femme

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English[edit]

English Wikipedia has an article on:
Wikipedia

Etymology[edit]

From French femme (woman). Compare feme.

Pronunciation[edit]

  • IPA(key): /fɛm/
    • (file)

Noun[edit]

femme (plural femmes)

  1. A woman, a wife; (now chiefly North American) a young woman or girl. [from 19th c.]
    • 1885, Richard Francis Burton, The Book of the Thousand Nights and a Night, Night 18:
      Then I turned to him and said, "O my lord, I have that to propose to thee wherein thou must not cross me; and this it is that, when we reach Baghdad, my native city, I offer thee my life as thy handmaiden in holy matrimony, and thou shalt be to me baron and I will be femme to thee."
    • 1983, Variety's Film Reviews: 1964–1967:
      Theodore J. Flicker and George Kirgo have penned a good script in which Elvis is played off against four femmes […].
  2. (LGBT) A lesbian or other queer woman whose appearance, identity etc. is seen as feminine as opposed to butch. [from 20th c.]
    Synonym: fem (less common)
    • 2013, Michelle Gibson, ‎Deborah Meem, Femme/Butch, p. 103:
      I love butches, though. I dated a femme once. That was wrong on so many levels.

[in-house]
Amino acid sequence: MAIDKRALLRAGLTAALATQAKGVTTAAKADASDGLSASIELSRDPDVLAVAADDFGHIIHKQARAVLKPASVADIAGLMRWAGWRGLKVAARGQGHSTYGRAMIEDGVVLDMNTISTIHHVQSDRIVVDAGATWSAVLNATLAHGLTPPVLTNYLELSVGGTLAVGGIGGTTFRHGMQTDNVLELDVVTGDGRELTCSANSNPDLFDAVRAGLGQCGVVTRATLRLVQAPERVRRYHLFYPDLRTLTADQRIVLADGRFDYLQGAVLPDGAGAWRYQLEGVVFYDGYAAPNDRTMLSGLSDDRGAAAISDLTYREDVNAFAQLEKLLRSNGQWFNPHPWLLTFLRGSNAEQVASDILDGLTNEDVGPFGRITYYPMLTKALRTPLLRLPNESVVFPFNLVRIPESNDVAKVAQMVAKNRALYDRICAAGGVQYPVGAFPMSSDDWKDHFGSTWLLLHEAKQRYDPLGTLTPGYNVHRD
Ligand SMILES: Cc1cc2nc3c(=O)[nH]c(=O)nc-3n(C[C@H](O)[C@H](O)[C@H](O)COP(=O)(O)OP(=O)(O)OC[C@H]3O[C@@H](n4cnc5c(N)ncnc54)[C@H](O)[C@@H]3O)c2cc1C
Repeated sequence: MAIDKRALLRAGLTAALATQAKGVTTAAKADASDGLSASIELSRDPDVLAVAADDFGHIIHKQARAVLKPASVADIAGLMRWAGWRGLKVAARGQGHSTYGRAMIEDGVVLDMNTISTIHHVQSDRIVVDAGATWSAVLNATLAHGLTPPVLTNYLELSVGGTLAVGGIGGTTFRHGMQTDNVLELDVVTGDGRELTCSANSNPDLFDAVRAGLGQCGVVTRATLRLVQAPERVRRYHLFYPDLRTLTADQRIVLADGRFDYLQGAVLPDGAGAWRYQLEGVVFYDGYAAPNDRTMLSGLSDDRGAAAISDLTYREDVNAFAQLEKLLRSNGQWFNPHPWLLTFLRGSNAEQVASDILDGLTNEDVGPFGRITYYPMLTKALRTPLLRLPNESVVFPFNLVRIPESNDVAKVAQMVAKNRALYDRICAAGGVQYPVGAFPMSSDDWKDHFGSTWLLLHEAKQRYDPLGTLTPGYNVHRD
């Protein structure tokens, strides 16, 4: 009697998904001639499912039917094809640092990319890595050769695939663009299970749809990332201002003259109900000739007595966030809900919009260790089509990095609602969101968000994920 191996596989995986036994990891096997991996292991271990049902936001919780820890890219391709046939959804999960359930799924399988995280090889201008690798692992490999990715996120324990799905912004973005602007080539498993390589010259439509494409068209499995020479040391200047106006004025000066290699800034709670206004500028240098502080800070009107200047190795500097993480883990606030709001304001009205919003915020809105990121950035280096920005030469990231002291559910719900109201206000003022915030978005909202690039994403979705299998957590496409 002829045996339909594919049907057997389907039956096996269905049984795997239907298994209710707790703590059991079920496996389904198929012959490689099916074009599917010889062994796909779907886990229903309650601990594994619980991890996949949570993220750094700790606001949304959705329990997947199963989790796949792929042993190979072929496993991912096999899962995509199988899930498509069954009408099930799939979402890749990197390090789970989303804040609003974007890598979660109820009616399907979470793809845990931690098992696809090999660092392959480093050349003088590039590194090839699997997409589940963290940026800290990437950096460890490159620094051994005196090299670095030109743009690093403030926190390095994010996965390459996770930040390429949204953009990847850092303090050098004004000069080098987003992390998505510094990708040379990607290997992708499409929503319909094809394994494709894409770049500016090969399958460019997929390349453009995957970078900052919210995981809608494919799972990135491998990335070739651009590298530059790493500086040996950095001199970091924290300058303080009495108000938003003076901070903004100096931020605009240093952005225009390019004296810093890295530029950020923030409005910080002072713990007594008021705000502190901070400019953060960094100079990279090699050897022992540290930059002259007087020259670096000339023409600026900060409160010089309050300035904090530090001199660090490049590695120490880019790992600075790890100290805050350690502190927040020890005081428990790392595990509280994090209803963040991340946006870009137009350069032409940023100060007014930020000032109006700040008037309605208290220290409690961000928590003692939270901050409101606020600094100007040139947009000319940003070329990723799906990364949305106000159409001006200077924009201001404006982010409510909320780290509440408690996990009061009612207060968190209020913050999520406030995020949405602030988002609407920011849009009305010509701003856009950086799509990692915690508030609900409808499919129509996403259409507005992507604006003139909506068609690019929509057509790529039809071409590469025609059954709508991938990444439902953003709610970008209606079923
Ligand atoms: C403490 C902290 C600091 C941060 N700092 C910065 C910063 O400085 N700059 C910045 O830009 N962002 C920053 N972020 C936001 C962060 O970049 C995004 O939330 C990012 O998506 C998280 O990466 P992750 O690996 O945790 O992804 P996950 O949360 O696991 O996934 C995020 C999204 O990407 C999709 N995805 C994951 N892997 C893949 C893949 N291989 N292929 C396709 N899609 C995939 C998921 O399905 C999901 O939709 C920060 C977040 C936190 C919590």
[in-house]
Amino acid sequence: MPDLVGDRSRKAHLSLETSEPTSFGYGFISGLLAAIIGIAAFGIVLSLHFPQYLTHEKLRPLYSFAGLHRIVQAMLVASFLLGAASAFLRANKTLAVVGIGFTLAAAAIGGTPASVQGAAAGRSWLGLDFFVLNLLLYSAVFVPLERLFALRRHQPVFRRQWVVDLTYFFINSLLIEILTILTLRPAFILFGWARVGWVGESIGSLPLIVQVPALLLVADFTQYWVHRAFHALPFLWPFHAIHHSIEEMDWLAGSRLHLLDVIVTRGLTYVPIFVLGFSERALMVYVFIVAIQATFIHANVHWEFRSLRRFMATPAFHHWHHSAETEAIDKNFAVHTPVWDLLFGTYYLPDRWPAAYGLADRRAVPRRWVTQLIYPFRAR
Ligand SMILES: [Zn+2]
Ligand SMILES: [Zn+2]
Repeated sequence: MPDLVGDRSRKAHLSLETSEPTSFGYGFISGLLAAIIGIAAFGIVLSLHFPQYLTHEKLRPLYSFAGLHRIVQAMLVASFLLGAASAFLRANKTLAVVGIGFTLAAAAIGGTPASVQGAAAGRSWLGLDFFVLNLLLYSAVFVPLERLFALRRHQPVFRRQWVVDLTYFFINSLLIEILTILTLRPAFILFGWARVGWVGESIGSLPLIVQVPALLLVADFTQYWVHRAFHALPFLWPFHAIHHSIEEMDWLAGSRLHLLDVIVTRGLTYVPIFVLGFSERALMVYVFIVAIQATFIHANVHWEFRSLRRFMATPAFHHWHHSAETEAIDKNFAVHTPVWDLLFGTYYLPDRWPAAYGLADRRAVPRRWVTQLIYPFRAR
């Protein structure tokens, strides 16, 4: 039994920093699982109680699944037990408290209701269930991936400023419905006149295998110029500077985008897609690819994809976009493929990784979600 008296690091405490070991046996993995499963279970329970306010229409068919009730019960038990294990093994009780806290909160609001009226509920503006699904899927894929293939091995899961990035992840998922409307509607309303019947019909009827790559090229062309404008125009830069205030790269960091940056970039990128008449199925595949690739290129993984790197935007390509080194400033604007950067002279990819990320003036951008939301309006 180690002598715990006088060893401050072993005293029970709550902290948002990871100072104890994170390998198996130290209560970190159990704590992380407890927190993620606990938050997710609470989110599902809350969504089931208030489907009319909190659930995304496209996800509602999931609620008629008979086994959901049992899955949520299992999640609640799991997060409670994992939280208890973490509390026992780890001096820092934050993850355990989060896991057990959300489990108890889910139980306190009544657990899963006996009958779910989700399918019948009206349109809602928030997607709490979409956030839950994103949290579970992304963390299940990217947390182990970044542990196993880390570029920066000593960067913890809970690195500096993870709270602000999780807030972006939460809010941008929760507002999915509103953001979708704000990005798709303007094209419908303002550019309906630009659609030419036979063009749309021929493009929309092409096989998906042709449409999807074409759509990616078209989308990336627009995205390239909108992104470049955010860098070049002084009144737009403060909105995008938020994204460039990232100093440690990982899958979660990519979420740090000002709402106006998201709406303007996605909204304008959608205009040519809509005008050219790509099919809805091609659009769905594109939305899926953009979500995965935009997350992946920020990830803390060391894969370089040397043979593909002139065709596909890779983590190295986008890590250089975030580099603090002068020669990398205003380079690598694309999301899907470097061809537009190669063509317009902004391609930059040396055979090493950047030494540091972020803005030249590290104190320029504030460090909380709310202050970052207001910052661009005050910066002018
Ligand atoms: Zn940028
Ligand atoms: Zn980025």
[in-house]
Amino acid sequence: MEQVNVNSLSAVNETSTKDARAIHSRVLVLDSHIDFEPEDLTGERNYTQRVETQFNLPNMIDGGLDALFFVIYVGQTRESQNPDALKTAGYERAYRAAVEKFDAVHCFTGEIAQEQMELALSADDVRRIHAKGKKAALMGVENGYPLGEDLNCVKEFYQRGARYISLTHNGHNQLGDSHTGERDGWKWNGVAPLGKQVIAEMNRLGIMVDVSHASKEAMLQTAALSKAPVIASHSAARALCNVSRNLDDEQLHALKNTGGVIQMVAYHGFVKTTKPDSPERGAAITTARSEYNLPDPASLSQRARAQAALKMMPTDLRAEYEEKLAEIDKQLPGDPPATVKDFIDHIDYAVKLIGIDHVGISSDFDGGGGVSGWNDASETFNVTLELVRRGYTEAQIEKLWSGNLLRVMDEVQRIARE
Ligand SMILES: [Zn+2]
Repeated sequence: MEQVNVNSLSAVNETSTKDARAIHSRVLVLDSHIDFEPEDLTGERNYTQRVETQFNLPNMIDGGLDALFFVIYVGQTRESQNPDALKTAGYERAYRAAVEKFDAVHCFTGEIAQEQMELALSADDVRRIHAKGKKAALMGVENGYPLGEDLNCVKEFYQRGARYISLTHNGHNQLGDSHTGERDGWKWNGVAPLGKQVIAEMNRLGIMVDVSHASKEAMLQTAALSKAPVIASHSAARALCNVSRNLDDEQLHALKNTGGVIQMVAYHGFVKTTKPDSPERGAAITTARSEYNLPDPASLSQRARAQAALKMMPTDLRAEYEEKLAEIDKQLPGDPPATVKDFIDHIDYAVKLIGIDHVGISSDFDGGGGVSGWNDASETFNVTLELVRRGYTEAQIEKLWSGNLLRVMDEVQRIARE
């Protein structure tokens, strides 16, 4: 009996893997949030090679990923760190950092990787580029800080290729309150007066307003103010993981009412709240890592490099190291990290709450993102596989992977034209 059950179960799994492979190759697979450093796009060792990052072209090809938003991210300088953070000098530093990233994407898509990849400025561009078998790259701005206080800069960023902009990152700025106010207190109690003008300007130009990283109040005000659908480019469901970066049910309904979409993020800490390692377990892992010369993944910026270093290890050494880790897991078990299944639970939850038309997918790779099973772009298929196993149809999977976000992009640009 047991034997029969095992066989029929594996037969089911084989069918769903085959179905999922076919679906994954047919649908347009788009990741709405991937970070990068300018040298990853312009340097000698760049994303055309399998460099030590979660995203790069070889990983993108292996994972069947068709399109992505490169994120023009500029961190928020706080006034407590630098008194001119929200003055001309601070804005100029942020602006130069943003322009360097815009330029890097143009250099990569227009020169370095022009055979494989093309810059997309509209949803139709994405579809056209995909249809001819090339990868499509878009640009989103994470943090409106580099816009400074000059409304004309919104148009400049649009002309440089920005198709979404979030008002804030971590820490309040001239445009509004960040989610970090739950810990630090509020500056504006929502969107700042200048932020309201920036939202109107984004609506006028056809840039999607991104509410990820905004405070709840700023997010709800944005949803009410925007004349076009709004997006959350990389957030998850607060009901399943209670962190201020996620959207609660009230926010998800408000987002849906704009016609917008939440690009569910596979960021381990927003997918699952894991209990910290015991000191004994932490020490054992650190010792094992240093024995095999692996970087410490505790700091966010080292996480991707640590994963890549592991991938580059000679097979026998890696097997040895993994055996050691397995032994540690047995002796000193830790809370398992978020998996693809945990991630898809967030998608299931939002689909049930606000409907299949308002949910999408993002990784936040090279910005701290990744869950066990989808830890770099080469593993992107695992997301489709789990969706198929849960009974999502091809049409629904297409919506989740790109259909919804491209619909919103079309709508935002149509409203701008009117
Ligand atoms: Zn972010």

• 1997, Bi Academic Intervention, Bisexual Imaginary: Representation, Identity, and Desire, A&C Black (→ISBN), page 207:
      Given the myth that lesbian femmes will eventually leave their butches for men, there is an understandable unwillingness to acknowledge bisexual femmes, who really might do it — as indeed they have every right to.
  3. (LGBT, less common) A person whose gender is feminine-leaning, such as a feminine non-binary person.
    • 2018, Queer Magic: Power Beyond Boundaries (Lee Harrington, Tai Fenix Kulystin), page 79:
      The same is true of Goddess Spirituality spaces which are predicated on Radical Feminist rhetorics about Nature and the embodied experience – even those spaces which are open to trans women and nonbinary femmes may still fall back on language about the womb [...]